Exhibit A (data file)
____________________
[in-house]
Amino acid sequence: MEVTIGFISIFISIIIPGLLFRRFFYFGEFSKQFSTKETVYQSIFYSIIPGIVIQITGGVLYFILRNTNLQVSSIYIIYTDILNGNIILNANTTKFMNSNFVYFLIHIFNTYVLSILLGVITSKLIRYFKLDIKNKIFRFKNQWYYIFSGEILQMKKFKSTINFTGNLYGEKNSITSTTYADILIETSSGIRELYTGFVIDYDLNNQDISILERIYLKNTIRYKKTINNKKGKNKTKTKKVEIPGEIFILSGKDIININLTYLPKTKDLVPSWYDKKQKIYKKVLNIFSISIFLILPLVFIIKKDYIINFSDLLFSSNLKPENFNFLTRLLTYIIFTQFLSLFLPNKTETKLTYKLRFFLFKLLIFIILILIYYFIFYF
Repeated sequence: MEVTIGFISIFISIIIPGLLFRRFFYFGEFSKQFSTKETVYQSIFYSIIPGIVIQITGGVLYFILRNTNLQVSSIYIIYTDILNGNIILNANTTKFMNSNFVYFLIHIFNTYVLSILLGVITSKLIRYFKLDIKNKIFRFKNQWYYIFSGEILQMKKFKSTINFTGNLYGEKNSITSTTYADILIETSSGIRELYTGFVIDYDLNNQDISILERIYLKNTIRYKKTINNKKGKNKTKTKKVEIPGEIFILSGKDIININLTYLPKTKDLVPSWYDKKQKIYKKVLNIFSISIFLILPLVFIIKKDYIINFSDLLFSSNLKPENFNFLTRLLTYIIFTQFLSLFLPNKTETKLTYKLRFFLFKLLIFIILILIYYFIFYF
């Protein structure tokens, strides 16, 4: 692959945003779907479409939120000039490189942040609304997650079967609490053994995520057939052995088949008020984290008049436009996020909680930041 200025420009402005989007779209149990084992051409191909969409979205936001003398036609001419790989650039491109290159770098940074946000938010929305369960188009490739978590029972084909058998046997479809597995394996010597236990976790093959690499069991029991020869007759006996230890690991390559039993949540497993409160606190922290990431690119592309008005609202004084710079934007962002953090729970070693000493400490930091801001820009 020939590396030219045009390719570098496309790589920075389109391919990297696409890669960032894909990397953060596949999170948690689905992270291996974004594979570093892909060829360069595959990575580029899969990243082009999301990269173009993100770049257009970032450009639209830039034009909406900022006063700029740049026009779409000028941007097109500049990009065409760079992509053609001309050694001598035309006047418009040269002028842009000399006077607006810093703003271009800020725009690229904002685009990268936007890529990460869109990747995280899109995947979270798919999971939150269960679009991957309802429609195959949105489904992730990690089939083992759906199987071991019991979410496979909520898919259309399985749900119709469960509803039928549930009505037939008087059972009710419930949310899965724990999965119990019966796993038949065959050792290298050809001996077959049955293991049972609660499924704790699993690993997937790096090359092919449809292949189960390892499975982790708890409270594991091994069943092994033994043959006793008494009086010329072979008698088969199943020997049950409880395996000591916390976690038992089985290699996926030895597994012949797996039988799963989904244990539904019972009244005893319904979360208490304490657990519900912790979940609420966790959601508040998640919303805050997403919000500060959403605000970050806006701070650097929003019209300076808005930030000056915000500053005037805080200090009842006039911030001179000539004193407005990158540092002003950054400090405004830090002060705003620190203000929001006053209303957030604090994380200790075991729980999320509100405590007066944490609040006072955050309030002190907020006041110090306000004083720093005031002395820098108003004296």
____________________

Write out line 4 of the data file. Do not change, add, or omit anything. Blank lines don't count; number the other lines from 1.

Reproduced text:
């Protein structure tokens, strides 16, 4: 692959945003779907479409939120000039490189942040609304997650079967609490053994995520057939052995088949008020984290008049436009996020909680930041 200025420009402005989007779209149990084992051409191909969409979205936001003398036609001419790989650039491109290159770098940074946000938010929305369960188009490739978590029972084909058998046997479809597995394996010597236990976790093959690499069991029991020869007759006996230890690991390559039993949540497993409160606190922290990431690119592309008005609202004084710079934007962002953090729970070693000493400490930091801001820009 020939590396030219045009390719570098496309790589920075389109391919990297696409890669960032894909990397953060596949999170948690689905992270291996974004594979570093892909060829360069595959990575580029899969990243082009999301990269173009993100770049257009970032450009639209830039034009909406900022006063700029740049026009779409000028941007097109500049990009065409760079992509053609001309050694001598035309006047418009040269002028842009000399006077607006810093703003271009800020725009690229904002685009990268936007890529990460869109990747995280899109995947979270798919999971939150269960679009991957309802429609195959949105489904992730990690089939083992759906199987071991019991979410496979909520898919259309399985749900119709469960509803039928549930009505037939008087059972009710419930949310899965724990999965119990019966796993038949065959050792290298050809001996077959049955293991049972609660499924704790699993690993997937790096090359092919449809292949189960390892499975982790708890409270594991091994069943092994033994043959006793008494009086010329072979008698088969199943020997049950409880395996000591916390976690038992089985290699996926030895597994012949797996039988799963989904244990539904019972009244005893319904979360208490304490657990519900912790979940609420966790959601508040998640919303805050997403919000500060959403605000970050806006701070650097929003019209300076808005930030000056915000500053005037805080200090009842006039911030001179000539004193407005990158540092002003950054400090405004830090002060705003620190203000929001006053209303957030604090994380200790075991729980999320509100405590007066944490609040006072955050309030002190907020006041110090306000004083720093005031002395820098108003004296």